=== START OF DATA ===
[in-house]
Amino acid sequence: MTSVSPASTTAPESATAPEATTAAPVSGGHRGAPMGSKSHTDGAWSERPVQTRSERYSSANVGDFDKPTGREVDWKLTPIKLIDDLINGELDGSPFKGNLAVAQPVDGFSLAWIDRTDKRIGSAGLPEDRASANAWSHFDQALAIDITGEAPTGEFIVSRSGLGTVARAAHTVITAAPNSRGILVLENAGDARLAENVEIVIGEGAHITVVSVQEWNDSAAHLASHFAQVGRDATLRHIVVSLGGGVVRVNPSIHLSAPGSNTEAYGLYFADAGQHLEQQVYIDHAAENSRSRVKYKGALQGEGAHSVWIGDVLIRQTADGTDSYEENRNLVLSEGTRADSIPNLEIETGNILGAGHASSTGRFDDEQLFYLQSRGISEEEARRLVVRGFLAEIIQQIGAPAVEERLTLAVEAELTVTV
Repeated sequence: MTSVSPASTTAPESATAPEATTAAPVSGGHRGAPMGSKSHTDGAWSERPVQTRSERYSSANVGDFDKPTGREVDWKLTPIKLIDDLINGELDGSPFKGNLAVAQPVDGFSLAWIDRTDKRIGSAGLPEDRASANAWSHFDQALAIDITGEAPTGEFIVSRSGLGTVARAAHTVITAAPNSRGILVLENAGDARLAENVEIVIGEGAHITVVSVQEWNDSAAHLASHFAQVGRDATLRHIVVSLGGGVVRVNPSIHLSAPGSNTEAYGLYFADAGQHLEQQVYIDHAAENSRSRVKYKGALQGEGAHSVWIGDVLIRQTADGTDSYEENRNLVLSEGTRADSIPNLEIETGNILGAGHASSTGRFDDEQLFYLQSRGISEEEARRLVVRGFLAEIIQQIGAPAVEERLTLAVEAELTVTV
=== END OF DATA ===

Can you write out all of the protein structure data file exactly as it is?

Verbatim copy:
[in-house]
Amino acid sequence: MTSVSPASTTAPESATAPEATTAAPVSGGHRGAPMGSKSHTDGAWSERPVQTRSERYSSANVGDFDKPTGREVDWKLTPIKLIDDLINGELDGSPFKGNLAVAQPVDGFSLAWIDRTDKRIGSAGLPEDRASANAWSHFDQALAIDITGEAPTGEFIVSRSGLGTVARAAHTVITAAPNSRGILVLENAGDARLAENVEIVIGEGAHITVVSVQEWNDSAAHLASHFAQVGRDATLRHIVVSLGGGVVRVNPSIHLSAPGSNTEAYGLYFADAGQHLEQQVYIDHAAENSRSRVKYKGALQGEGAHSVWIGDVLIRQTADGTDSYEENRNLVLSEGTRADSIPNLEIETGNILGAGHASSTGRFDDEQLFYLQSRGISEEEARRLVVRGFLAEIIQQIGAPAVEERLTLAVEAELTVTV
Repeated sequence: MTSVSPASTTAPESATAPEATTAAPVSGGHRGAPMGSKSHTDGAWSERPVQTRSERYSSANVGDFDKPTGREVDWKLTPIKLIDDLINGELDGSPFKGNLAVAQPVDGFSLAWIDRTDKRIGSAGLPEDRASANAWSHFDQALAIDITGEAPTGEFIVSRSGLGTVARAAHTVITAAPNSRGILVLENAGDARLAENVEIVIGEGAHITVVSVQEWNDSAAHLASHFAQVGRDATLRHIVVSLGGGVVRVNPSIHLSAPGSNTEAYGLYFADAGQHLEQQVYIDHAAENSRSRVKYKGALQGEGAHSVWIGDVLIRQTADGTDSYEENRNLVLSEGTRADSIPNLEIETGNILGAGHASSTGRFDDEQLFYLQSRGISEEEARRLVVRGFLAEIIQQIGAPAVEERLTLAVEAELTVTV